Changing the way the world travels:
- February 2021
- 5 Minute Read
Sustainable TransportationAndo Investing
Sustainable Transportation Trends We Think are Pretty Cool
Big companies are changing the way our world travels, even if we are still under stay-at-home orders.
Planes, trains, trucks, automobiles—gassing up, shipping goods, and getting out of town looks a little different now, especially during a pandemic. Whether we are measuring the environmental impact of fewer cars commuting due to COVID-19, or dreaming of Zero Lab’s Electric Bronco, sustainable transportation is changing the way our world travels, even if we are still under stay-at-home orders (raise your hand if you’re planning a socially distanced road trip!).
It’s a known fact: burning fossil fuels, like gasoline and diesel, release carbon dioxide into the atmosphere. This contributes to greenhouse gases that are causing the earth's atmosphere to warm, further negatively impacting the climate crisis. Every vroom, every takeoff, every cross-country shipment can increase global warming. Cars and trucks alone account for nearly one-fifth of all US emissions—emitting about 24 pounds, yes, you read that right, of carbon dioxide and other detrimental gases for every gallon of gas. Maybe we will rethink that road trip.
In a world where faster is better, here are four sustainable transportation trends that are truly influencing how we (and all those online orders) get from point A to B, because there’s no better time than now to leave fossil fuels in the dust.
Boarding for a better future
DID YOU KNOW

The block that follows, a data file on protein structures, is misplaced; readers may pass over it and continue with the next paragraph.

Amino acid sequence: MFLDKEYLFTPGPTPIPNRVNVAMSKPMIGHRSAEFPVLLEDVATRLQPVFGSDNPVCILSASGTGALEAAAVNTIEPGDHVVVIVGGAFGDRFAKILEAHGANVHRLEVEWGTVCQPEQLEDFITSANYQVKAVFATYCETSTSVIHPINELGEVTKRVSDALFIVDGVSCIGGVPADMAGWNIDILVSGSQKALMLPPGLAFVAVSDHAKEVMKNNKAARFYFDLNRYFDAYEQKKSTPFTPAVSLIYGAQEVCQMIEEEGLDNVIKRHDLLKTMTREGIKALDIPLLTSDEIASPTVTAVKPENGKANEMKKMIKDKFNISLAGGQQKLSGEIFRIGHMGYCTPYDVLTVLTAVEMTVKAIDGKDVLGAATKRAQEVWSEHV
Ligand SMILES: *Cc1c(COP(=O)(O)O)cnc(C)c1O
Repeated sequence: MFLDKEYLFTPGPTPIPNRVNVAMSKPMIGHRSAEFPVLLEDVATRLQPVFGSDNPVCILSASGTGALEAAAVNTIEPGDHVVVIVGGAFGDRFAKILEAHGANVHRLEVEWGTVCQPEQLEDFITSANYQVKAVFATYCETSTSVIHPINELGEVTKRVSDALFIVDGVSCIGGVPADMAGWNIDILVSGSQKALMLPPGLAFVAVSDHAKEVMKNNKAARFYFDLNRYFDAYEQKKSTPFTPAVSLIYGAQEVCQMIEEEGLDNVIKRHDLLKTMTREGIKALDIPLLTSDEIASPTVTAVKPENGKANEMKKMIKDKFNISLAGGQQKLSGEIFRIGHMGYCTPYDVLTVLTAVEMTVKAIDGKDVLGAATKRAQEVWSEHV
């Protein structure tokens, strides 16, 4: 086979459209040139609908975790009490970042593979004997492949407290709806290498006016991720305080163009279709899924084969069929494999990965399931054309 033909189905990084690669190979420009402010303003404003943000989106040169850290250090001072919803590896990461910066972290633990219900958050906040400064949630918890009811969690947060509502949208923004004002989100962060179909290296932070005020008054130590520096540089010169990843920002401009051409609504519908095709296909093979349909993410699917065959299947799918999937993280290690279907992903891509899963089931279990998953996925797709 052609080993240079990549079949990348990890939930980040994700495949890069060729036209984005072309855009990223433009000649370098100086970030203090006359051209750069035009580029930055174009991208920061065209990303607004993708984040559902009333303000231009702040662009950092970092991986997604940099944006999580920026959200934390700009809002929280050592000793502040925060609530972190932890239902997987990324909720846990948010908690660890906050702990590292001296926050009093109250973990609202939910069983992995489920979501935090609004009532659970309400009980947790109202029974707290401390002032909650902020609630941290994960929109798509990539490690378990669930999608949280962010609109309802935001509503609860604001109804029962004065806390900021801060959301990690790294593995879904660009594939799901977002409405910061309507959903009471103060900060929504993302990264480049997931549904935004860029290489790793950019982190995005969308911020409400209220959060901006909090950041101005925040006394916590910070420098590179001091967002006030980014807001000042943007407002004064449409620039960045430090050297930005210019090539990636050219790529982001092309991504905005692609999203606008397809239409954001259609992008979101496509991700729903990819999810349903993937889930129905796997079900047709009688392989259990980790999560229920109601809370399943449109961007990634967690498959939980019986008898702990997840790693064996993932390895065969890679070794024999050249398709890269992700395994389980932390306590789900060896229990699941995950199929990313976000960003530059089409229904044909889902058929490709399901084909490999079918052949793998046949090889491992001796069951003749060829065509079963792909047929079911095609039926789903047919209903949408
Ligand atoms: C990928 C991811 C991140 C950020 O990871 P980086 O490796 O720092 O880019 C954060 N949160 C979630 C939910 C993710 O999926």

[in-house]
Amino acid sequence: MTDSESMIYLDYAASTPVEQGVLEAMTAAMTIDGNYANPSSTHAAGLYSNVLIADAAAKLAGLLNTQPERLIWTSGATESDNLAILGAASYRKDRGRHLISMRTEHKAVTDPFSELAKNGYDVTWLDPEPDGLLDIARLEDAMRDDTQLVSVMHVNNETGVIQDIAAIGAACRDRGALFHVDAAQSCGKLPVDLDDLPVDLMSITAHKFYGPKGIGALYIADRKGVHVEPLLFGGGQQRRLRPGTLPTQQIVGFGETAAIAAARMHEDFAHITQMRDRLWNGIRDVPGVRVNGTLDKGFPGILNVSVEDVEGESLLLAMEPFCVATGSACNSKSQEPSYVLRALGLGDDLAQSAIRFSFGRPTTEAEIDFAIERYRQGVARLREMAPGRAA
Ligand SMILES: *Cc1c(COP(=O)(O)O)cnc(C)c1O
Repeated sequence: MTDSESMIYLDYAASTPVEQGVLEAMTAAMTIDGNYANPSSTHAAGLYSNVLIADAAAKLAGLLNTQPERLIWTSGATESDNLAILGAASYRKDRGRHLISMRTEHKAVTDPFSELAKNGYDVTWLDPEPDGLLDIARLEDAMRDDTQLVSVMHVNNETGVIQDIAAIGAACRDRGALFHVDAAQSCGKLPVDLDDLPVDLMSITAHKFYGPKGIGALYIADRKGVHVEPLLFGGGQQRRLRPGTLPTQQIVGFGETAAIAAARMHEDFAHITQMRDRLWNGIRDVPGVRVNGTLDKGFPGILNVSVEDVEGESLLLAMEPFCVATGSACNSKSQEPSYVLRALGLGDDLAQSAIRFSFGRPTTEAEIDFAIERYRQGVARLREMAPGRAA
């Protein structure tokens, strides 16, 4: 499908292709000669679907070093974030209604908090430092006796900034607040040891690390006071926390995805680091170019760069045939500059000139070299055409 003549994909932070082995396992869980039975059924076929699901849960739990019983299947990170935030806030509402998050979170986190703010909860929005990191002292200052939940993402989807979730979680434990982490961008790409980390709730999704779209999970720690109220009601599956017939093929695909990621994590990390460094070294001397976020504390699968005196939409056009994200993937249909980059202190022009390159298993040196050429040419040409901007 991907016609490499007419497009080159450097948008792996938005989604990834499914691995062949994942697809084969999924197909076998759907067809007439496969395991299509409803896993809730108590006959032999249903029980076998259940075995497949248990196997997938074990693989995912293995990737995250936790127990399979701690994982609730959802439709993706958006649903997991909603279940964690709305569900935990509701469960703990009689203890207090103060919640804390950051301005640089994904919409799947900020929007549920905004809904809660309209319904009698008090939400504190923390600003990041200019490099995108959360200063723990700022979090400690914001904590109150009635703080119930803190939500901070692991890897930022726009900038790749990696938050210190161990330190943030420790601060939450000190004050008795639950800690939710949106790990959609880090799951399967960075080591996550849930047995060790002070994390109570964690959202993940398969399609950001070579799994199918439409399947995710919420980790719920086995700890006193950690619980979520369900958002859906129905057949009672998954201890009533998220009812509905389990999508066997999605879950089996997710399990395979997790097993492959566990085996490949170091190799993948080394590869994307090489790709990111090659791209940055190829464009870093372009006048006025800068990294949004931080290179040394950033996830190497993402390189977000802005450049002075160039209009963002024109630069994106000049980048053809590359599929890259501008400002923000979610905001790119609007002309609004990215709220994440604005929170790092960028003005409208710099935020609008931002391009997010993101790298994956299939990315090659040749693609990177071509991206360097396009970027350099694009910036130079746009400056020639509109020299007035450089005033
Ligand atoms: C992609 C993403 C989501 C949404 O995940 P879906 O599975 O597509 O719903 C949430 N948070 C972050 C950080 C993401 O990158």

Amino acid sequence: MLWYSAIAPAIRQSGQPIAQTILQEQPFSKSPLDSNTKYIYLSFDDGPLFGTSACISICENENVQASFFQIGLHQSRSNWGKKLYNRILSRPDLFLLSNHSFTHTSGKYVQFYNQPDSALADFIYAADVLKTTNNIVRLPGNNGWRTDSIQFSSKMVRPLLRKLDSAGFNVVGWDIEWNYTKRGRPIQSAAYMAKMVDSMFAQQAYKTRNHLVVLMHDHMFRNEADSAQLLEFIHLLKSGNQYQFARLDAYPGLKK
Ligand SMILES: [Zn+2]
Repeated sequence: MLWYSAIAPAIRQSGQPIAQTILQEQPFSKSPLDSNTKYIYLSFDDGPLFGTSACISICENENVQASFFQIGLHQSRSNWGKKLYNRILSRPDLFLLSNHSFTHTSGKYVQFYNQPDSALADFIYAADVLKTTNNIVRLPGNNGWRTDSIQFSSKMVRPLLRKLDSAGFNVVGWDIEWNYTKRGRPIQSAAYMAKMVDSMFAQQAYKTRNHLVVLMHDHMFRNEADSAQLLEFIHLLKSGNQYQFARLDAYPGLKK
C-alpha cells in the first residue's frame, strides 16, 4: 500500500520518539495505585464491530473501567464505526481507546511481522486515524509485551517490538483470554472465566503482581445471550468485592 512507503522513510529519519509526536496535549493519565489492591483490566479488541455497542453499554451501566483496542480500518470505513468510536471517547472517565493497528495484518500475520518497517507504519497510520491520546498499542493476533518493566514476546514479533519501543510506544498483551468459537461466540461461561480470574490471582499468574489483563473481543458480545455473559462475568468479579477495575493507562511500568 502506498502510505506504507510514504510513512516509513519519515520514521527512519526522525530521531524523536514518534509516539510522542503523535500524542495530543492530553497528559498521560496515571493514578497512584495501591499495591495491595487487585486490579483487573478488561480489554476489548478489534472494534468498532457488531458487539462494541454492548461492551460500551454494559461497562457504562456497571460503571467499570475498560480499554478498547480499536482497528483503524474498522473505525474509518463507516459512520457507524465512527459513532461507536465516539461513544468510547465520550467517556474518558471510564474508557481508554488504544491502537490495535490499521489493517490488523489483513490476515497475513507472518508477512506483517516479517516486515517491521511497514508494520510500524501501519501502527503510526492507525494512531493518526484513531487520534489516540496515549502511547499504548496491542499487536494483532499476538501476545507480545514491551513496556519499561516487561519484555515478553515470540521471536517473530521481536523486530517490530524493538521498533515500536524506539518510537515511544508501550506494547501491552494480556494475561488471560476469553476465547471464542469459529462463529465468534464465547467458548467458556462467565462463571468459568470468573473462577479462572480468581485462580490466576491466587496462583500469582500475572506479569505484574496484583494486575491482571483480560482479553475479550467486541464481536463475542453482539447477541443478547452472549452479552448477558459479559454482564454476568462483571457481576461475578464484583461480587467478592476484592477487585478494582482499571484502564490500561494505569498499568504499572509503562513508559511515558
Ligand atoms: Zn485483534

United has pledged to become 100% green by 2050.
How small changes make big differences
Carbon emissions from the aviation industry account for over 2.5% of global emissions—and with the US being one of the world’s largest commercial air traffic systems, it seems like saving the planet should be a first-class priority. While fuel-efficient planes from Airbus and Boeing are key to helping reduce carbon emissions, the airline carriers need to commit to becoming more sustainable. Well, United Airlines did just that
By acknowledging the role they play in contributing to climate change, United has pledged to become 100% green by reducing greenhouse gas emissions by 100% by 2050. That’s a bold commitment we can get behind. So how will they achieve this sky-high goal? United will continue to invest in fuel made by renewable resources and waste byproducts, and support companies that use technology to remove carbon from the air (also known as carbon sequestration). Now that’s a step (or flight) in the right direction.
Powering pro-climate cars
The electric car race is continuing to heat up—and we aren’t just talking about Elon Musk anymore. More global car companies are committing to making electric vehicles (EV) more attainable and affordable in favor of fueling a cleaner tomorrow. VW is aiming to ambitiously sell 28 million electric cars by 2028, helping to eliminate the carbon emission scandals of years past. To put that number into perspective, that’s about 10% of current card registrations in the U.S. Tesla is touting a “fully autonomous $25,000 small Tesla” closer to 2023/2024. But those aren’t the only two brands looking to rule the market.